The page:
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Half Moon Bay planning commission reluctantly OKs senior farmworker housing — with conditions

Commissioners were under pressure from Gov. Gavin Newsom, who threatened legal action if the project didn’t move forward

Trailers are seen from this drone view at California Terra Gardens in Half Moon Bay, Calif., on Wednesday, Jan. 25, 2023. Farm worker Chunli Zhao, 66, was booked on seven counts of murder after the Jan. 23 mass shooting. (Jane Tyska/Bay Area News Group)


PUBLISHED: May 15, 2024 at 8:47 a.m. | UPDATED: May 15, 2024 at 5:47 p.m.


Facing the threat of legal action from Gov. Gavin Newsom, Half Moon Bay planning commissioners early Wednesday approved plans for a 40-unit, downtown apartment complex for senior farmworkers.


The move comes more than a year after a deadly shooting in the coastal community pulled back a curtain on farmworkers’ desperate living conditions.


Commissioners aired their concerns over the height, traffic implications and design of the project at 555 Kelly Ave. over several hours in a meeting that extended past midnight before eventually approving a slightly shorter height than had previously been proposed. The commissioners were under pressure from Newsom, who last week said the state would “take all necessary steps to hold Half Moon Bay accountable.” This was the commission’s third hearing on the project.


New housing for farmworkers is proposed for this property on the 500 block of Kelly Avenue in Half Moon Bay, Calif., photographed on Thursday, May 9, 2024. (Karl Mondon/Bay Area News Group)

New housing for senior farmworkers is proposed for this property at 555 Kelly Avenue in Half Moon Bay, Calif., photographed on Thursday, May 9, 2024. (Karl Mondon/Bay Area News Group)

Coastal farmworkers and Latino advocacy groups rallied behind the proposed apartments, saying that housing for older farmworkers is desperately needed, especially after last year’s deadly shooting.


That shooting left seven workers dead across two farms where employees lived in tarp-covered shacks and flimsy trailers that have since been condemned, with the workers relocated to temporary housing.


Plans for the project predate the shooting — it was first proposed as a four-story building in 2022 by nonprofit developer Mercy Housing and ALAS, a nonprofit supporting Latinos in Half Moon Bay.


But after meetings with farmworker advocates and city staff earlier this year, Mercy Housing swapped out some of the studios for larger one- and two-bedroom units. That pushed the building up another story — a move that ended up becoming one of the primary concerns of planning commissioners, though the commission ultimately approved the five-story design.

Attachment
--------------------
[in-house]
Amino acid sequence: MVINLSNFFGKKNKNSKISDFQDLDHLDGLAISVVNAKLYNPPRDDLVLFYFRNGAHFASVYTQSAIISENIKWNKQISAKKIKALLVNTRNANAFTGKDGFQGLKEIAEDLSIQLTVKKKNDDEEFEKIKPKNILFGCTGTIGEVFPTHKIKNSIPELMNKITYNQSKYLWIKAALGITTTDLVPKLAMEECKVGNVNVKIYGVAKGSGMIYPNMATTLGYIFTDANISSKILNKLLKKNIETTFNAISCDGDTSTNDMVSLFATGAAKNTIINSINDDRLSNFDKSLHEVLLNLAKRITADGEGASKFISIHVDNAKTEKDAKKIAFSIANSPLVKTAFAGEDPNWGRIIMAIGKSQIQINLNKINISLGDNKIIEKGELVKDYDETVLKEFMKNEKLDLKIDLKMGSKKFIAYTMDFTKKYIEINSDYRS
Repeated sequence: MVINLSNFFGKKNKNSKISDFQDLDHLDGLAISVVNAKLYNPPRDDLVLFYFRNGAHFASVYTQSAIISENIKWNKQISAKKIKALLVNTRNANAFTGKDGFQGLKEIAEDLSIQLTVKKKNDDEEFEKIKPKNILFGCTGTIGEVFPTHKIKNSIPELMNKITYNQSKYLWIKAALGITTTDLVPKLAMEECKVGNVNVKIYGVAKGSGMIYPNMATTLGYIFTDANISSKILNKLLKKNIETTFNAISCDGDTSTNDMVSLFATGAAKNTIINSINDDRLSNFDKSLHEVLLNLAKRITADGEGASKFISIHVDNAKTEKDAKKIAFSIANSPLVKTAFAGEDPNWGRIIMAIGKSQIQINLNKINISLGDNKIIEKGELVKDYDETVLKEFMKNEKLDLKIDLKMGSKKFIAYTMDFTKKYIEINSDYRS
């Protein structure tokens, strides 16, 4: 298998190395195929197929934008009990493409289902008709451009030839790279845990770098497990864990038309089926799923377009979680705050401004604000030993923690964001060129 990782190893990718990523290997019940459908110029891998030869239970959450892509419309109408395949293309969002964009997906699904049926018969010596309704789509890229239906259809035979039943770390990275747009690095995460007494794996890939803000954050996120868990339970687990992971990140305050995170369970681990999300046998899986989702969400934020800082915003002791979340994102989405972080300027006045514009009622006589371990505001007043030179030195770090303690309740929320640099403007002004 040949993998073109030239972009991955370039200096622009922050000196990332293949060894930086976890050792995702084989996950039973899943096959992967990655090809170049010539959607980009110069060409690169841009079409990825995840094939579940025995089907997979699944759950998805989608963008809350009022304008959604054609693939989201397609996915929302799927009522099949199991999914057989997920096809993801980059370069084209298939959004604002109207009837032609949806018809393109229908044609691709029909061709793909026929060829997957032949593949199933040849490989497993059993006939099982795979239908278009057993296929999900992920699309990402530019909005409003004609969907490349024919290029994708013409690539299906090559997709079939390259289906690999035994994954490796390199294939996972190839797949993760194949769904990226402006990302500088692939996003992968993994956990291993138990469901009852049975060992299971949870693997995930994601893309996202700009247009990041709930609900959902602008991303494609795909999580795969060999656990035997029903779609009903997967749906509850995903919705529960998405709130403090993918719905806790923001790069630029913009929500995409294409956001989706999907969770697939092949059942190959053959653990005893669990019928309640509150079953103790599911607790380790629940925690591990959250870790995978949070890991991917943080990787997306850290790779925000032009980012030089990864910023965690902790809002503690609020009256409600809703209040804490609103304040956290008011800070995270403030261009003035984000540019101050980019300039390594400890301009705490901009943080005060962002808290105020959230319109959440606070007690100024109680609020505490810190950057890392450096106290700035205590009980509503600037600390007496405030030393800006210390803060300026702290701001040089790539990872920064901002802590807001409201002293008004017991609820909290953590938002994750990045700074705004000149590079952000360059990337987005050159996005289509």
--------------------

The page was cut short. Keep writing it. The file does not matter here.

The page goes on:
“I feel uncomfortable saying yes to five stories when it is easily the largest building in Half Moon Bay, and it doesn’t need to be,” said Commissioner David Gorn.


Commissioners had plenty of suggestions for how the developers could shave off space, such as by reducing the common space and communal kitchen, where ALAS plans to provide one meal per day to residents.


“Can’t you take them somewhere so they are out of the complex?” Commissioner Hazel Joanes asked. “Wouldn’t that be better for their mental health?”


“The idea is to get them out into the community — to get out of isolation,” ALAS executive director Belinda Hernandez Arriaga responded.


The continued demands for concessions frustrated project supporters such as Jordan Grimes, a lead member of the pro-housing organization Peninsula for Everyone.


“Here you have a project that was designed by and for a community — in particular, its most vulnerable members,” Grimes told this news organization. “Instead you have a body of unelected commissioners engaged in discussion stretched over weeks to decide what is and isn’t appropriate for a community who has already told you what they need.”


Nonprofit developer Mercy Housing is applying to build a 40-unit, 100% affordable housing development at 555 Kelly Avenue to house Half Moon Bay farmworkers, but it's facing anti-development sentiment from neighbors in the coastal city.

Nonprofit developer Mercy Housing is applying to build a 40-unit, 100% affordable housing development at 555 Kelly Avenue to house Half Moon Bay farmworkers, but it’s facing anti-development sentiment from neighbors in the coastal city.

Despite the commission’s approval, the project can still be appealed by any Half Moon Bay resident to the City Council, which will have the final say over the project’s fate. Anticipating an appeal, the commissioners recommended that the City Council revert to the original project — with 31 studios and nine one-bedroom units — and consider removing some of the community space and offices on the first floor, as well as some of the parking, which contributed to the building’s taller height.


Throughout the meeting, commissioners expressed frustration with the state’s density bonus law, which allowed the developer to propose a building taller than typically allowed by Half Moon Bay local zoning because every unit would be considered affordable to low-income households.


“It is a sledgehammer to local control,” said Commissioner Rick Hernandez.


But advocates such as Grimes say local control is exactly the problem.


“This project highlights the need for the state laws that we have and to ensure that these local municipal bodies can’t stall or stop projects like this one that are clearly needed,” Grimes said.

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